Monthly Archives: August 2015

Time Thief

“Procrastination is the thief of time.” Edward Young, 18th Century British Poet

What kind of distractions would an early 18th century writer find to keep them from putting pen to paper? The evenings of the well-to-do would be full of parties, dances, the theater, or games. By day, they might visit friends, travel abroad, or refurbish their homes. The impoverished would, of course, be more worried about day-to-day survival: earning enough to pay for food, clothing, and shelter. Though we might consider the 1700s to be a simpler time with fewer distractions, that wasn’t the case. The dreaded time thief procrastination could be just as much a problem then as it is today.

In the early 21st century, modern authors have the added distraction of being able to use the internet to access a world’s worth of information spanning the history of the human race from the comfort of their own home. We have TV shows, movies, video games, etc. Plus, we still have the same distractions as our 18th century counterparts to go along with all the newer ones.

Why has procrastination been such an issue for writers?

This article in The Atlantic from February of 2014 discusses why authors are the worst procrastinators. The one that resonates most with me is imposter syndrome – or the fear of being unmasked as a fraud. Even when I’ve done what I feel is my best writing, I often think my work is not up to the standards of the truly great writers. Doing everything but getting my words down on paper gives me an excuse not to risk embarrassing exposure as an imposter. If I don’t write, I won’t be embarrassed.

Yet I can’t not write. When I watch TV or a movie, read a book, do housework or whatever else I might be doing instead of writing I’m always thinking about current or future WIPs. If my mind can’t give up the idea of writing, why can’t I sit down and work? Wouldn’t that be easier than stressing about what I want to (or should) do?

Did poet Edward Young write about the time thief all those many years ago because he suffered from the same problem? Was his education a form of procrastination? Or did he avoid putting pen to paper by dancing or game playing? I’d love to know what issues might have prevented him from getting down to work and to learn what means he used to get around them.

My chosen form of procrastination at the moment is writing this blog post instead of working on my current project. Is reading this yours?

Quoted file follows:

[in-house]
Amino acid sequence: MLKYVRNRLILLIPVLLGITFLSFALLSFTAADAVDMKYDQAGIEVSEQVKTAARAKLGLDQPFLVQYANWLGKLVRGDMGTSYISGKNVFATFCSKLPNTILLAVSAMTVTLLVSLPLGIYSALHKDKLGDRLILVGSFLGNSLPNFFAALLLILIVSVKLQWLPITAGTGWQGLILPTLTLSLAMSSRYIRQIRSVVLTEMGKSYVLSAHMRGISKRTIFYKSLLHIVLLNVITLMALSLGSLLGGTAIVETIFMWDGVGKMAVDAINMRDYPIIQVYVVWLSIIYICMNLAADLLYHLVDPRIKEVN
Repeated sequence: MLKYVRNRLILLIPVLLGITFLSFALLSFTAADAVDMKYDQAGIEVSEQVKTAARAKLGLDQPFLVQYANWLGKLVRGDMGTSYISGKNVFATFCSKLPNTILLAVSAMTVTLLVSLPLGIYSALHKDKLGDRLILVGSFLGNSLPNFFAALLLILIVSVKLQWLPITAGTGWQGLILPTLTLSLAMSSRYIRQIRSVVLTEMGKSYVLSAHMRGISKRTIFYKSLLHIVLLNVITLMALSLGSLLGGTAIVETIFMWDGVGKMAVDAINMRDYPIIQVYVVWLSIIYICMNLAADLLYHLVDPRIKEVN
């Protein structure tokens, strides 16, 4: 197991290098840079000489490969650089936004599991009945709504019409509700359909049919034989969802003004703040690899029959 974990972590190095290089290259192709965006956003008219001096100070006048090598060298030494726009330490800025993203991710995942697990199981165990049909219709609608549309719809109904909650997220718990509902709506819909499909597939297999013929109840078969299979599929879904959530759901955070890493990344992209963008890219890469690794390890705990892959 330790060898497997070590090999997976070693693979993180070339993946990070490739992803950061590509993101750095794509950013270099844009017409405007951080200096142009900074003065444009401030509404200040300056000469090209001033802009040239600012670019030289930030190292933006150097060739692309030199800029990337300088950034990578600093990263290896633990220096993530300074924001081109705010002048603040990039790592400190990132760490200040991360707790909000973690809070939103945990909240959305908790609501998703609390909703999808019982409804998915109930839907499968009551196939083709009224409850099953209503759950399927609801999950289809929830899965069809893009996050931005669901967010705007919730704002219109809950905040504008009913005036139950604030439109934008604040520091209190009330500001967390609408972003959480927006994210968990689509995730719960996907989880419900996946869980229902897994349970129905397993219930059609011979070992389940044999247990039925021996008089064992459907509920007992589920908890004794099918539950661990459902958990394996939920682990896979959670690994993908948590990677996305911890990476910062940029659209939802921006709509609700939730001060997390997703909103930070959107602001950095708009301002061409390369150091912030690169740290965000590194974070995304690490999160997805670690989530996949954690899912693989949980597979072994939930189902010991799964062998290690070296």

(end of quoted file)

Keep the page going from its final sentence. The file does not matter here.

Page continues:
Time for us to lock away that horrible time thief and get down to the real business at hand. How else will someone from the early 24th century wonder what we did in order to settle down to write?

The Comfort Zone

We all tend to fall into the comfort zone where we do the same things at the same time in the same way. We may do this because we’re busy and it’s the easiest way to complete tasks on a deadline or we might just be too tired from our day-to-day routine to change things up. Whatever the reason, the comfort zone is a, well, comforting place to be. The problem is that doing the same things over and over and over again can stifle creativity by settling our thoughts into a groove they have trouble escaping. The longer we spend stuck in the rut the harder it can be to climb out. What can be done?

The easiest way to break out of a strict routine is one step at a time. If you drive the same direction to work every morning, turn left instead of right and see where you end up. Try reading a book in a genre you haven’t yet tried; if possible, try reading one in a non-native language. You might even try sleeping on the opposite side of the bed than normal. One little change can open the mind up to all kinds of new possibilities.

Over the years, I’ve done a few things I never imagined I could and each has led me to learn something new about myself and the greater world. Despite my shyness, I ran for a local political office and learned I could survive interviews in a variety of media without too much humiliation. Entering a series of 5k races despite my childhood aversion to exercise taught me I could run farther and faster than I’d thought possible (though I’m still working on finishing without walk breaks). Taking on day jobs that I thought were beyond my skill level got me promoted to a professional position I never imagined holding…and one that I’m lucky enough to love.

This Lifehack article by Karla Jennings has some great insight into some of the small steps that can be taken to escape the comfort zone. Seeking out new information is a great one, especially for those of us who write, as is turning off the TV to read (though I think that watching TV as a group activity can inspire interesting discussions which can lead to learning new things about the people we know). Facing fear is a major factor in breaking out of a rut since we tend to stay in the places we know because we’re afraid of what might happen if we end up in an unfamiliar situation.

I’m in the midst of taking steps to get out of my current comfort zone by reading outside my favorite genres to find out what the expanded experience brings to my own writing. Not only have I been stuck reading in the genres I love, I’ve been re-reading the same books over and over and over again. This is great when I need to unwind without thinking too much but doesn’t stir up my creative juices. The books I’ve started reading have already opened up vistas I hadn’t imagined and I’m excited to continue exploring them.

Take a small step out of your own comfort zone. You may be surprised where you end up.

The Comfort Zone
Escaping the Comfort Zone